ERIC Identifier: ED464807
Publication Date: 2001-12-00
Author: Haury, David L.
Source: ERIC Clearinghouse for Science Mathematics and Environmental Education Columbus OH.
Literature-Based Mathematics in Elementary School. ERIC Digest.
"When we think of mathematics books, we think of non-fiction, even though mathematics itself is predominantly fiction" (Pappas, 1999).
Some of us may feel uncomfortable with the notion that mathematics is fiction, but the concepts and procedures of mathematics are all constructions of our minds, products of our attempts to understand our worlds, real and imaginary. Some mathematical ideas have obvious practical applications in our everyday lives, while other ideas seem very abstract, with little apparent connection to life as most of us experience it. All mathematical ideas, though, take shape through our attempts to communicate, and therefore find their way into our literature. Having an inherent sense of number (Dehaene, 1997), we express mathematical ideas in stories, essays, poems, books, and other forms of literature that convey life experiences, real or imagined. One way of connecting school mathematics to everyday life, then, is to draw attention to the mathematics embedded in the literature of everyday life, to reveal the mathematics inherent in human thinking and communication about life experiences.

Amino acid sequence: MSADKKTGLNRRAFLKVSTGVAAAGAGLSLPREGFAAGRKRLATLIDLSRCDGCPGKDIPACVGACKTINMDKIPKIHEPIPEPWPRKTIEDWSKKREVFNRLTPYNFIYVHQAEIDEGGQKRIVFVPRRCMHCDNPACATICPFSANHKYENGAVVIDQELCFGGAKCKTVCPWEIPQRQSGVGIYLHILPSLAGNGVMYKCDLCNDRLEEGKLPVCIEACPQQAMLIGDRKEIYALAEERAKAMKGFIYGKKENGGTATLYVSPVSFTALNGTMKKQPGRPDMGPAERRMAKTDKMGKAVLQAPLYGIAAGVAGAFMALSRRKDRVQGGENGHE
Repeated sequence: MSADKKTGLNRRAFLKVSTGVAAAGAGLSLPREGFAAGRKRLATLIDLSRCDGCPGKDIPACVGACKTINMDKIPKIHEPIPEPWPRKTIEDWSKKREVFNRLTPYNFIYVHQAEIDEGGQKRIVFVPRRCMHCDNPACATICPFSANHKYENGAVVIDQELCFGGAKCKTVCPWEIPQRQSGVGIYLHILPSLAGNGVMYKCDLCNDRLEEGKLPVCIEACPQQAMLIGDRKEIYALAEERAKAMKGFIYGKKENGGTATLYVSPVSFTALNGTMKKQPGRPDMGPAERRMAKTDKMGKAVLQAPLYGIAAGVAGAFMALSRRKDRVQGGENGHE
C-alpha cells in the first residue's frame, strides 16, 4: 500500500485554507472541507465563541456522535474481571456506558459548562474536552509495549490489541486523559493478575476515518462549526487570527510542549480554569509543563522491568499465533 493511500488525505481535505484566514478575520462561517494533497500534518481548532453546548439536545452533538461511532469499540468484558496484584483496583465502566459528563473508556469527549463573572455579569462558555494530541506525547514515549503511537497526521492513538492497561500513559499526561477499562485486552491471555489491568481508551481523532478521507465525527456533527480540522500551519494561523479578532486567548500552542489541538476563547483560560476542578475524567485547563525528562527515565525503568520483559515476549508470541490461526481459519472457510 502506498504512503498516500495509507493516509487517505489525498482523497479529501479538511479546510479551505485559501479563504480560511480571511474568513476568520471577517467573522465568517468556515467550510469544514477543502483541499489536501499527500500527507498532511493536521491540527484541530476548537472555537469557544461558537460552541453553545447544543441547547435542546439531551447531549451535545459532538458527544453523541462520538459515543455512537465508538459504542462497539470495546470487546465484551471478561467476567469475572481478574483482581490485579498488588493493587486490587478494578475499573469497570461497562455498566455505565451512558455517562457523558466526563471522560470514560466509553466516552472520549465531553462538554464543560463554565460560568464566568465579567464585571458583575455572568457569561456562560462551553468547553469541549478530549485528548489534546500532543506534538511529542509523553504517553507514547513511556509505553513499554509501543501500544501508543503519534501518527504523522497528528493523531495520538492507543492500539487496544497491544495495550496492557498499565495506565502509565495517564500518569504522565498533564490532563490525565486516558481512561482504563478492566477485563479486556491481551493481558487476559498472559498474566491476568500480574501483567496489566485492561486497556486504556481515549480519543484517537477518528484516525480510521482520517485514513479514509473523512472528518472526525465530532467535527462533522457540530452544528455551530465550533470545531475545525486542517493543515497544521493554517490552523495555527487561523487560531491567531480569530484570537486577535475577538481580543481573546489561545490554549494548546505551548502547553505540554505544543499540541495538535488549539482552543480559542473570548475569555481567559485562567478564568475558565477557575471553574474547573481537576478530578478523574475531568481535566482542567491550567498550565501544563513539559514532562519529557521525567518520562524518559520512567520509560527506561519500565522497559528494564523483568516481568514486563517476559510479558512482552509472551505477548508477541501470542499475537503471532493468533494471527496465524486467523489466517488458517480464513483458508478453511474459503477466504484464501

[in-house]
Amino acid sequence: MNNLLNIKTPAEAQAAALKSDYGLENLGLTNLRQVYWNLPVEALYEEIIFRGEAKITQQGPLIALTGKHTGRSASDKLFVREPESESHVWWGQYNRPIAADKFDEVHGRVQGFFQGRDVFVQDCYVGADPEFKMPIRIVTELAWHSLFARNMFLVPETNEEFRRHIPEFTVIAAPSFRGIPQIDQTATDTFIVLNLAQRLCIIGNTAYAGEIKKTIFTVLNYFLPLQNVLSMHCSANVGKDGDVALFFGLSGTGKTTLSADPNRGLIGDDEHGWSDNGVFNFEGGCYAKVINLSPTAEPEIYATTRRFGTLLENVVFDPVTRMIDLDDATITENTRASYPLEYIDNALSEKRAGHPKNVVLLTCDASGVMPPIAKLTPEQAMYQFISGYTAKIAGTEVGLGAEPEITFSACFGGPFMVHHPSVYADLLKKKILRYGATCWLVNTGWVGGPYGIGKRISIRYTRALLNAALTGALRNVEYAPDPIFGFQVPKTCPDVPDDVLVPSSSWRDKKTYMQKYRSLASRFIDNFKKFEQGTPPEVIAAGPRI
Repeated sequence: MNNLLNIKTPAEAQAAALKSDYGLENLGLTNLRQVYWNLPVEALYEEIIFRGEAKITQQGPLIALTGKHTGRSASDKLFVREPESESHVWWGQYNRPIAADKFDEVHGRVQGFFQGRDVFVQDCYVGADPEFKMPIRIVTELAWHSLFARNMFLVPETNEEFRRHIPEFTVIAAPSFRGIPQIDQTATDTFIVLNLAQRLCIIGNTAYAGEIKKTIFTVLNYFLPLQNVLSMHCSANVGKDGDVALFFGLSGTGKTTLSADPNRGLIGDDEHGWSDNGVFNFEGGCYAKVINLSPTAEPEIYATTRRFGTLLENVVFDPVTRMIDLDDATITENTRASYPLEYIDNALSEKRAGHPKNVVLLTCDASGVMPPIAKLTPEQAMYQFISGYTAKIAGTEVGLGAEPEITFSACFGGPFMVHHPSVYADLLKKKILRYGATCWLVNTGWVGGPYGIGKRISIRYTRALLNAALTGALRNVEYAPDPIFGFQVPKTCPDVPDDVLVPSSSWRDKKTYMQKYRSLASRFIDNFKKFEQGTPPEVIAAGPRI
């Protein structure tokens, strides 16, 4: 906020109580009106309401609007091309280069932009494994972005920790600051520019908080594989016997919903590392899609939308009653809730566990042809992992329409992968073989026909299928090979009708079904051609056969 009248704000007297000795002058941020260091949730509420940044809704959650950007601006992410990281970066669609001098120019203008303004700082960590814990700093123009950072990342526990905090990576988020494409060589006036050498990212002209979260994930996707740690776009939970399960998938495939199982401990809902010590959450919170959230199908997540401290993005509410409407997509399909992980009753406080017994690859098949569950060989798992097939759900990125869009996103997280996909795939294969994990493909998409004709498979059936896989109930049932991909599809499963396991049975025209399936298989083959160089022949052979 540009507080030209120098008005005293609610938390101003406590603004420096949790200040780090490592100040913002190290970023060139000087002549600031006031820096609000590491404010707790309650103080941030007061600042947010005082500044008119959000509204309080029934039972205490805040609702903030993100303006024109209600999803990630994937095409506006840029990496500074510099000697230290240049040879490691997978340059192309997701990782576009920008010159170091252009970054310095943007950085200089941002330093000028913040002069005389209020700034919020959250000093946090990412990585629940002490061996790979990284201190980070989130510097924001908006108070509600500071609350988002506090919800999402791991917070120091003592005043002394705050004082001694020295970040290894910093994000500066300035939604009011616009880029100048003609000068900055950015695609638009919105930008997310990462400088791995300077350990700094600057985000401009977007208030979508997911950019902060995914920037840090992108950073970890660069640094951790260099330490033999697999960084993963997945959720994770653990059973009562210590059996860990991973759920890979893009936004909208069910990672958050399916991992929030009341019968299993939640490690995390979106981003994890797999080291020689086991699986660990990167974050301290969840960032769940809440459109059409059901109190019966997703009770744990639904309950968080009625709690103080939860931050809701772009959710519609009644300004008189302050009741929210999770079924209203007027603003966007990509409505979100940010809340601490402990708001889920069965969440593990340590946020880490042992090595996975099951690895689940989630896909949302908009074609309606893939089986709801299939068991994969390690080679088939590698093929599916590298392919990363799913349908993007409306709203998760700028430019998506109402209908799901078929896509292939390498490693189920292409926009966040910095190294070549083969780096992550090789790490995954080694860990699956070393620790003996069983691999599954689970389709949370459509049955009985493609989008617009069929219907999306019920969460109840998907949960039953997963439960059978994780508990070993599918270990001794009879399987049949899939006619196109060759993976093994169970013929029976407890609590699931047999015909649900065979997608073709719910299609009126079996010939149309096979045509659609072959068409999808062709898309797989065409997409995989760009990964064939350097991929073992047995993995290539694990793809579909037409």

BENEFITS OF THE LITERATURE CONNECTION
Despite the many suggestions and reasons for incorporating literature into mathematics instruction, however, relatively few formal studies of the benefits of literature-based mathematics have been reported. Hong (1996) did find that kindergartners exposed to story-related mathematics exhibited a greater preference and aptitude for mathematics activities than did those of a comparison group. Whitin and Whitin (2000) explored the ways in which fourth-grade students use story, metaphor, and language to develop mathematical thinking skills and strategies, and their book offers ideas for using children's literature to inspire mathematical investigations and to teach mathematical concepts. Another research group (Karp, Brown, Allen, & Allen, 1998) examined the use of role models in children's literature to promote conceptual understanding and passion for mathematics among girls. In each of these studies, the value of literature-based mathematics instruction seems to be affirmed, but in what ways can literature be incorporated into mathematics instruction?